Kadra Out Of The Brooder

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    Thanks for the tutorial! Looks good.
     
  3. TheGeekySheep

    TheGeekySheep Chillin' With My Peeps

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    I come bearing pictures of how to make this feeder with a 90-degree street elbow (hub & spigot) per LoneOak's instructions. (Hope I got it right!)

    This is the street elbow with a hub end (the big part) and a spigot end (the narrower part with the flange). This method won't work with a plain 90-degree street elbow because the parts won't fit into one another at the end (you'll see) (EDIT: I was wrong about this, a regular street elbow without a flange will also work!). I had to check online before I purchased it because not all Home Depot's carry them. Here's a link to the product: http://www.homedepot.com/p/NIBCO-3-...Street-Elbow-C48072HD3/100347226#.UnBRP3BwpLc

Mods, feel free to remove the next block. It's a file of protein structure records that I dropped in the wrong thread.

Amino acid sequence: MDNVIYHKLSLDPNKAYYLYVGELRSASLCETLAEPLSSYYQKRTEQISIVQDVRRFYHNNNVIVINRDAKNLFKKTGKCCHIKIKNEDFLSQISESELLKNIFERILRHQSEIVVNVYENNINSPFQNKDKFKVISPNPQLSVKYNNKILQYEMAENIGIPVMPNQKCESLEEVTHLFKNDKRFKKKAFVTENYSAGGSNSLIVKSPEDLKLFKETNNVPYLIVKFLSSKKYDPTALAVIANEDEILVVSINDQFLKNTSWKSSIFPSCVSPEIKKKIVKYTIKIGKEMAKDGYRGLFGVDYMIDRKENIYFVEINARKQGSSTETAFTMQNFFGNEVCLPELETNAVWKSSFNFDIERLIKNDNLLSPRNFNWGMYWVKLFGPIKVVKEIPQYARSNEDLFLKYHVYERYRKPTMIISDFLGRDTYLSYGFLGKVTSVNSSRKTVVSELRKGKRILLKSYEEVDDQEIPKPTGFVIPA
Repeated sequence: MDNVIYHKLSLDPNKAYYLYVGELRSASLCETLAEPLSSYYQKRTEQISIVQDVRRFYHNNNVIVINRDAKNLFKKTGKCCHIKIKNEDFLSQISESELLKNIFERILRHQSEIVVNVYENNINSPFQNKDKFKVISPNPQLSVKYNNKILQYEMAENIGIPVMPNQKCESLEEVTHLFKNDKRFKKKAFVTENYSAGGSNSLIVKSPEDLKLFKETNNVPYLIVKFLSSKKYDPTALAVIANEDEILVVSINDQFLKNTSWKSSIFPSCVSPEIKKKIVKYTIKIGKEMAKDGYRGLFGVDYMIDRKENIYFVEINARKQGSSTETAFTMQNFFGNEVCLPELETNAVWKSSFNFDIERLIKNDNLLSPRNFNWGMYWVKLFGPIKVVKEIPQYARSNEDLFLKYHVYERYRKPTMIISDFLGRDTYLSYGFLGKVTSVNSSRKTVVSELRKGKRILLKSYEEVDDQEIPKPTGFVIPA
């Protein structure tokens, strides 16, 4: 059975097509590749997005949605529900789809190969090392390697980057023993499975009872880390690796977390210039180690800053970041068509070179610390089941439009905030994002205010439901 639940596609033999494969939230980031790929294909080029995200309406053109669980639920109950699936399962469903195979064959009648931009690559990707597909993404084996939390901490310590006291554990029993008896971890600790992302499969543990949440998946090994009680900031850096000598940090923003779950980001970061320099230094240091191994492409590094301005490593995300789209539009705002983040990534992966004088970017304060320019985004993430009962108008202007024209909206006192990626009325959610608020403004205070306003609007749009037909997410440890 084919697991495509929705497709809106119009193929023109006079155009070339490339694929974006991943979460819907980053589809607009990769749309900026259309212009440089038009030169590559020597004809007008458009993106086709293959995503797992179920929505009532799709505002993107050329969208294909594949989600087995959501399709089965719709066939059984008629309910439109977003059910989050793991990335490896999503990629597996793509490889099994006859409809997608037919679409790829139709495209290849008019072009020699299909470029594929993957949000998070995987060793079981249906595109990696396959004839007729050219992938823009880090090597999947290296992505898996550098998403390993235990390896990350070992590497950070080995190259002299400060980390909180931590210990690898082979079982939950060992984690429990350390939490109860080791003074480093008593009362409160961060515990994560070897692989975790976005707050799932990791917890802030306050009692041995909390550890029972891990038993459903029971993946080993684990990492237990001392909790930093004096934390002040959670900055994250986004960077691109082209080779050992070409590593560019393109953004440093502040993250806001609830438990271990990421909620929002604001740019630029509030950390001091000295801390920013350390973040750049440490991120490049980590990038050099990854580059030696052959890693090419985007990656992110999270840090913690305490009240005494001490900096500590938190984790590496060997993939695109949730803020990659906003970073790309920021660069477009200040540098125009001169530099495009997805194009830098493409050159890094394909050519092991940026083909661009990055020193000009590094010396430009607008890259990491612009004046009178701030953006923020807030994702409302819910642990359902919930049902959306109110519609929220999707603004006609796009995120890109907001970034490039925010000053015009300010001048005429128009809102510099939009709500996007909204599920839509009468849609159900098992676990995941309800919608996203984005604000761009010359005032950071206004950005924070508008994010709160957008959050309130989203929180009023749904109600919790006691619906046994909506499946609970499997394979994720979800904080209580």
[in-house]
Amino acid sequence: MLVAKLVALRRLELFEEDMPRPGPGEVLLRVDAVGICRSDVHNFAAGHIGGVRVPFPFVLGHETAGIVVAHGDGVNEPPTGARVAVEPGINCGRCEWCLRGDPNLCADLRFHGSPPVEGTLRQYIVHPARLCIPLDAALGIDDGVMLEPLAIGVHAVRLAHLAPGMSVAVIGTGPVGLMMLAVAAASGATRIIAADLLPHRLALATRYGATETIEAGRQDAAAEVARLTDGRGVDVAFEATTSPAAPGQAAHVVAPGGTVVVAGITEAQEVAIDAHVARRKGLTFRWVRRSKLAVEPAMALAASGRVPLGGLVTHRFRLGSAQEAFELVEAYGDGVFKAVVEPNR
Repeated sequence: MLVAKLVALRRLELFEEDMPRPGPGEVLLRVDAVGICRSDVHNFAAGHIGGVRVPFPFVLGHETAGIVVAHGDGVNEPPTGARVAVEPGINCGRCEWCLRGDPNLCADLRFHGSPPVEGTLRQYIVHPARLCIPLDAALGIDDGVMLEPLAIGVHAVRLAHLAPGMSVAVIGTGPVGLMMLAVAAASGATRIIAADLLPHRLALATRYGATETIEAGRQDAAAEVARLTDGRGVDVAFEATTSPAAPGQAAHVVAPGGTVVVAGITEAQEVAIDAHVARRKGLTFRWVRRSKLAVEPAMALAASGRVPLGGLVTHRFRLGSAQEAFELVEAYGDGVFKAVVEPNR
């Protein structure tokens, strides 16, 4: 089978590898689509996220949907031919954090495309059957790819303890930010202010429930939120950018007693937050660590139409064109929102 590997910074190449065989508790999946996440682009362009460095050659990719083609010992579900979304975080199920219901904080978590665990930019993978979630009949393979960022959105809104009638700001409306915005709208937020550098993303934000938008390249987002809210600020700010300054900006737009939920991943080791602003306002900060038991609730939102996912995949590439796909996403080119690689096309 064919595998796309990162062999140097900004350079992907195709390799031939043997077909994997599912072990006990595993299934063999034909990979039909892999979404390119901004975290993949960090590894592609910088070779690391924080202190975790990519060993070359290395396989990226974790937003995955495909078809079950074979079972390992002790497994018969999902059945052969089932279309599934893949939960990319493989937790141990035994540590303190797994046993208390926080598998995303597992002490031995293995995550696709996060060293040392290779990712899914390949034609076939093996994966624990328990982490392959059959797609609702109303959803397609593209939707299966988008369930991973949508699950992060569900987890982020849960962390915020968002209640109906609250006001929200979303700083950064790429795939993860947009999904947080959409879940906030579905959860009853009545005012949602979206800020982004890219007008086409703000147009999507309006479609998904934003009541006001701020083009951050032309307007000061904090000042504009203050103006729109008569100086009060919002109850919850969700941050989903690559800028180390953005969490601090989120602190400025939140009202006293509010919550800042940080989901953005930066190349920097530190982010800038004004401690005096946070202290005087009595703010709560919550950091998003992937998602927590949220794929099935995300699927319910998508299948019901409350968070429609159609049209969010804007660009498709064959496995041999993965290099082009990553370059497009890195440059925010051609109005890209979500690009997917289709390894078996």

[​IMG]

    I started by cutting off the hub end right where it meets the pipe. I didn't need to make another cut after this because after I had cut the hub off, the cut end was still a 90-degree angle to the spigot end, which would allow it to be parallel to the floor of the bucket after installation.

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    To determine where to cut my hole, I put a scrap piece of 1"x2" under the cut end of the elbow (to ensure the pipe is 3/4" off the floor of the bucket after installation) and traced the hole on the outside of the bucket.

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    After I cut my hole I put the spigot end (the narrow bit) through the hole. You can see below the flange doesn't allow it to move any farther outside the bucket, which is good.